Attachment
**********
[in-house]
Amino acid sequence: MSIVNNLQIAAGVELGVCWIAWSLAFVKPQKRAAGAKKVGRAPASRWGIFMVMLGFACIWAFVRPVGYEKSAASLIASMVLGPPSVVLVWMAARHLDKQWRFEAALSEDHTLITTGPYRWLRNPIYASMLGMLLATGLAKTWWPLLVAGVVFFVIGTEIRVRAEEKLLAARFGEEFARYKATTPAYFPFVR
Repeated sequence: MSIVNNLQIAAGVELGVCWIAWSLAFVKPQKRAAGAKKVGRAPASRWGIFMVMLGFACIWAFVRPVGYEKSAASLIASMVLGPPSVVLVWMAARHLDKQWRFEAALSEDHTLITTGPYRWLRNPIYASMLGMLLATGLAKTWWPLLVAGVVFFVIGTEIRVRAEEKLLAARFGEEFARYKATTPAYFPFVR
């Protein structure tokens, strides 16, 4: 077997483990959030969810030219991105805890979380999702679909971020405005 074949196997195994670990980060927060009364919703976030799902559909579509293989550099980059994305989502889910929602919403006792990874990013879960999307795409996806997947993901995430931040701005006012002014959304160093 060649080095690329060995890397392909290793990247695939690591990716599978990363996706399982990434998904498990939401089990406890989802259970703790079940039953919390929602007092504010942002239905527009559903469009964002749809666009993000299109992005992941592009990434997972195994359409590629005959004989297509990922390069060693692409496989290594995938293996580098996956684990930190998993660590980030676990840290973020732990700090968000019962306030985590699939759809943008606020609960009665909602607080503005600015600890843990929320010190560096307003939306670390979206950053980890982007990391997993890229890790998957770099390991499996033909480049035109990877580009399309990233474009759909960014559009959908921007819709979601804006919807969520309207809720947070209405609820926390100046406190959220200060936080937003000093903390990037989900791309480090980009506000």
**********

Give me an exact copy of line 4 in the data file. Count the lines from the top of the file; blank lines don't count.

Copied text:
């Protein structure tokens, strides 16, 4: 077997483990959030969810030219991105805890979380999702679909971020405005 074949196997195994670990980060927060009364919703976030799902559909579509293989550099980059994305989502889910929602919403006792990874990013879960999307795409996806997947993901995430931040701005006012002014959304160093 060649080095690329060995890397392909290793990247695939690591990716599978990363996706399982990434998904498990939401089990406890989802259970703790079940039953919390929602007092504010942002239905527009559903469009964002749809666009993000299109992005992941592009990434997972195994359409590629005959004989297509990922390069060693692409496989290594995938293996580098996956684990930190998993660590980030676990840290973020732990700090968000019962306030985590699939759809943008606020609960009665909602607080503005600015600890843990929320010190560096307003939306670390979206950053980890982007990391997993890229890790998957770099390991499996033909480049035109990877580009399309990233474009759909960014559009959908921007819709979601804006919807969520309207809720947070209405609820926390100046406190959220200060936080937003000093903390990037989900791309480090980009506000």